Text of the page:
Western States clearly offers the competition this year to provide that kind of race, but it saddens me to think just how great the field could be at Western States in 2008.
The second part to all of this is that I think not promoting the top competition possible at any given ultra is actually a disservice to the sport and the mid- and back-of-the-packers that compose the majority of any race field. What, you say? Aren’t you being a bit elitist by calling for all these concessions for the top athletes? Yes, I can see that point of view, and I think that I understand the importance of essentially treating all runners in a race “the same.” There certainly seems to be a noble egalitarianism in it. Plus, I have spent many years as a mid- and even back-of-the-pack runner. The only thing I need to do to ever get humbled is go jump in the average big-city road marathon or even the average NCAA Division III Cross Country meet. The depth of decently good runners in this country is absurd and I am nowhere near the top.
However, even though I am a mid-packer in either of those types of races, I don’t feel any such sentiment that, in order to treat me more “fairly”, the race directors should block the admittance of the truly top runners. In fact, one of the coolest things about going and running a big-city marathon for me is that I get to toe the same line as any of the East African runners—the best runners on the planet—and run the same race as them. That is the essential beauty of our sport.
This type of fraternity is magnified in the ultra running scene because the top runners in ultra running are just normal dudes (and chicks) and don’t have a hard time relating to slower (but no less committed or passionate) ultra runners. I don’t really understand how giving other ultra runners the opportunity to be in the same competition while something historic occurs up front is treating those mid-pack runners unfairly. Some day, I would love to be running in the Berlin or London or Chicago marathon at which the world record is being set.
I think the same sort of thing is true in ultra running. When the tight-knit community finds out that some big face-off is going down (e.g. Scott and Karl at Hardrock last summer, or Uli and Matt at the TNF 50 this past weekend) everyone gets excited and wishes that they could be there so that when they finish their races a few hours later they might actually have the opportunity to share a beer with them or ask them how many gels they ate per hour or if they had any rough patches and what they did to get through them. The ultra running community is a wonderfully intimate one and I don’t think allowing more heated competitions to occur more often is going to change that.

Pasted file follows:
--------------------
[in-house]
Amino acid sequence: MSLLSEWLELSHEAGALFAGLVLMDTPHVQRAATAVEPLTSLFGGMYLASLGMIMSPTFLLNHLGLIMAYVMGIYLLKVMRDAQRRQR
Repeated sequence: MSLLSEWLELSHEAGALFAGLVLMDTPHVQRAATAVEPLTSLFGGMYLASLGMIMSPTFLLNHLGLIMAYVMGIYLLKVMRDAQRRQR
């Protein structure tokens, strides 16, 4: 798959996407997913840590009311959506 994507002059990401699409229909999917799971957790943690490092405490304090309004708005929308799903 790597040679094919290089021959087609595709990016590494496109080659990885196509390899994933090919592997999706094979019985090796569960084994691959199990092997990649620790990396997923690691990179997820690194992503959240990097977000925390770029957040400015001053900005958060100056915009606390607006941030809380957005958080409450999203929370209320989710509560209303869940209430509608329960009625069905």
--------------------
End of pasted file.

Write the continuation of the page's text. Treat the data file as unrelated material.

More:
Now. As for the current Western States field, it’s going to be a barn-burner. Here is my list of notable runners currently in the race (I really hope I didn’t miss anyone):
Bev Anderson-Abbs (2nd Woman and 13th overall last year)
Meghan Arbogast (1st overall at Where’s Waldo 100K this year)
Michelle Barton (2006 Javelina Jundred Champion)
Annette Bednosky (2005 WS Champion)
Chrissy Ferguson (too lazy to look anything up...)
Devon Crosby-Helms (2007 US World 100K team)
Nikki Kimball (2007 WS Champ and 8th overall…among other things…)
Caren Spore (perennial top-3 finisher in races)
Josh Brimhall (2nd at 2006 San Diego 100, 1st 2006 Zane Grey)
Graham Cooper (2006 WS Champion, 3rd 2007 WS)
Mark Godale (2007 Burning River 100 Champion)
Hiroki Ishikawa (8th 2007 WS, 1st 2007 Grand Slam)
Andy Jones-Wilkins (4th 2007 WS, 1st 2007 VT, 1st 2007 Teton, 2nd 2007 JJ)
Hal Koerner (defending WS Champ)
Sean Meissner (damn you, laziness...)
Zach Miller (2007 Mt. Masochist Champ, 2nd 2007 JFK…never worse than 2nd in a 50)
Brian Morrison (<300y from 2006 WS Champ)
Glen Redpath (6th 2007 WS, 1st Master)
Erik Skaden (2nd 2007 WS, 2007 MUC Champ)
Michael Wardian (2007 JFK Champion, prolific 2:2x marathoner)
Mike Wolfe (2006 & 2007 White River 50 Champ, 2nd 2007 Bighorn 100)
Of course, there are many other possible entries with the remainder of the MUC series…but right now a top-10 finish in this field makes you one heckuva runner (right now, I’m going to say Zach Miller for the win…).